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If your nonprofit is going to fulfill its purpose, your staff need to think and speak clearly and consistently about its mission.

The core of a nonprofit organization’s existence is its mission. Unlike for-profit businesses, even those that have an explicit mission, a nonprofit does not exist to turn a profit or enrich shareholders. Executing its mission is its raison d'être.

This fact should be the driving force behind everything a nonprofit does, from how its operations function to how its staff spend their time. It’s easy to get caught up in tangential projects and spend hours on causes that, yes, are worthwhile, but that are ultimately unrelated to the organization’s core mission.

But nonprofit staff can’t focus their efforts on furthering their mission if they don’t understand said mission. As a result, it is vitally important that this mission is clearly understood and clearly stated. And all that clarity is useless if it’s not coupled with consistency.

This may seem obvious, too obvious for organization staff and leadership to get caught up in. However, in my experience, far too many organizations’ missions are stated generally in boilerplate, leadership-sanctioned language. Then, when individual staffers get to thinking and speaking about the mission, they end up going their own way, and the definition of the mission loses all consistency.

I firmly believe that this inconsistency inevitably metastasizes throughout the organization. If your leadership and staff are thinking and speaking about your mission in an inconsistent manner, they will execute the mission inconsistently.

Here’s an example:

Let’s take an organization whose mission is to serve poor children in New York City through financial aid. This mission statement is clear and simple: serve poor children in NYC by helping them purchase the things they need that they don’t have money for.

However, the president of the organization tends to state the mission as “serving underprivileged people in the greater New York area.”

Generally speaking, the latter mission statement covers the prior. However, in this statement, “children” have become “people,” a specific geographic location has become vague, we’ve swapped “poor” for “underprivileged,” and we’ve erased financial aid.

Going off the president’s version, the organization might serve people who are seen as oppressed and underprivileged but aren’t actually poor. Rather than providing, say, school supplies to poor children in NYC, it might now advocate for policies that impact traditionally oppressed groups such as African Americans, the LGBTQ+ community, etc., in North Jersey.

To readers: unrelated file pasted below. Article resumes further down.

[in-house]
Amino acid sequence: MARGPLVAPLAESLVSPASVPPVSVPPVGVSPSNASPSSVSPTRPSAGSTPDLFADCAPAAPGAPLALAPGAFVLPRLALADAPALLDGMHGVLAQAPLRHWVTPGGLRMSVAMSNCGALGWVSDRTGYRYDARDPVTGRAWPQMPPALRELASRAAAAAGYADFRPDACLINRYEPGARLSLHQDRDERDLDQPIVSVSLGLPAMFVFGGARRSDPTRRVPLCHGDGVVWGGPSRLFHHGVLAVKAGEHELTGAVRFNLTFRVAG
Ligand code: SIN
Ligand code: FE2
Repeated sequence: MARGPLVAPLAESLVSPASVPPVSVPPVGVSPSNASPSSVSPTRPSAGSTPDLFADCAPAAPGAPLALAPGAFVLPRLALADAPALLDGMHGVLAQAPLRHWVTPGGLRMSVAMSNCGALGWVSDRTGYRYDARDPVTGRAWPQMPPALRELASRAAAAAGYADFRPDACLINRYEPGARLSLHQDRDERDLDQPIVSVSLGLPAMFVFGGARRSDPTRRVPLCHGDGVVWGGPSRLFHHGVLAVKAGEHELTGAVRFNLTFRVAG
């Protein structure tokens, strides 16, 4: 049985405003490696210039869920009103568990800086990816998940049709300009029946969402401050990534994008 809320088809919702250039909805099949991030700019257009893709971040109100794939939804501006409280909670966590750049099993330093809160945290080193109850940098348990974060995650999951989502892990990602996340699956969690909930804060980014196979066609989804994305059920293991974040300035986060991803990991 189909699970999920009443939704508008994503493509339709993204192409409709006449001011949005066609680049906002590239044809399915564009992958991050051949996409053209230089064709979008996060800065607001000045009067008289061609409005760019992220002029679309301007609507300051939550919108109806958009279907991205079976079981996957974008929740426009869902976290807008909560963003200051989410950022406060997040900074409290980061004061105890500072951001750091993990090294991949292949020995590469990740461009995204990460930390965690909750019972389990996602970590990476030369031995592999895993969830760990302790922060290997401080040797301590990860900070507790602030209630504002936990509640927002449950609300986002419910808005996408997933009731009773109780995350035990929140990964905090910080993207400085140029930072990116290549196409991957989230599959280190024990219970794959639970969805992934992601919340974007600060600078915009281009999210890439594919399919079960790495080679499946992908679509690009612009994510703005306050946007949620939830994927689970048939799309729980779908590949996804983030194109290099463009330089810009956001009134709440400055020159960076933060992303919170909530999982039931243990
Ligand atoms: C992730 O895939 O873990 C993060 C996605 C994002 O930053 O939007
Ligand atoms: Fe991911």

You may also have a program director who is passionate about helping poor adults get jobs and thus states the mission as helping poor people in New York get back on their feet. It’s adjacent to the mission—adults with stable jobs are better able to care for children—but not the core. Job or interview training is not financial assistance and, again, children are gone.

To be clear, this is not a question of which mission is more just or more necessary; it’s about what your organization actually does. This can and will be shaped by how you and your staff talk and think about your mission.

Therefore, it is of the utmost importance that everyone at your organization speaks about your mission in the same way. Here are a few ways to make sure your messaging stays consistent.

You should have one clear mission statement and every member of your staff should have it memorized. No riffing, no adapting, no saying it in their own words. There is one mission statement. To be clear: staff should be capable of speaking to your mission in a variety of ways so they’re not solely rattling off the mission statement, but the statement itself should never be changed.

A defined elevator pitch will also enable your employees to speak uniformly about the problem you have set out to solve and exactly how your organization is working to solve it. This pitch will not be quite as set in stone as the mission statement, but you should have one written version that is always accessible to fundraisers, marketers, and program directors.

Furthermore, the mission statement should be incorporated into all internal and external copy. It should be restated time and again, so staff, donors, and partner organizations all know exactly what you do. The elevator pitch should then inform the collateral, and, in turn, the collateral will reinforce the messaging for staff. Consistency springs eternal in the nonprofit heart.

Finally, return to these statements and documents as part of annual retreats or planning meetings. Keep recounting your mission. After all, this is why each one of you is at the nonprofit: to advance the mission. It should be the deciding factor for programmatic choices, grant requests, etc.

For every one of these decisions, begin by asking yourself: Does it advance our stated mission?

To reiterate my initial point: your nonprofit’s mission is the reason it exists (and the reason your donors give). The best thing you can do further your mission is to communicate it clearly and consistently to staff, setting you up to execute it well. If you stay on message, you will stay on mission.

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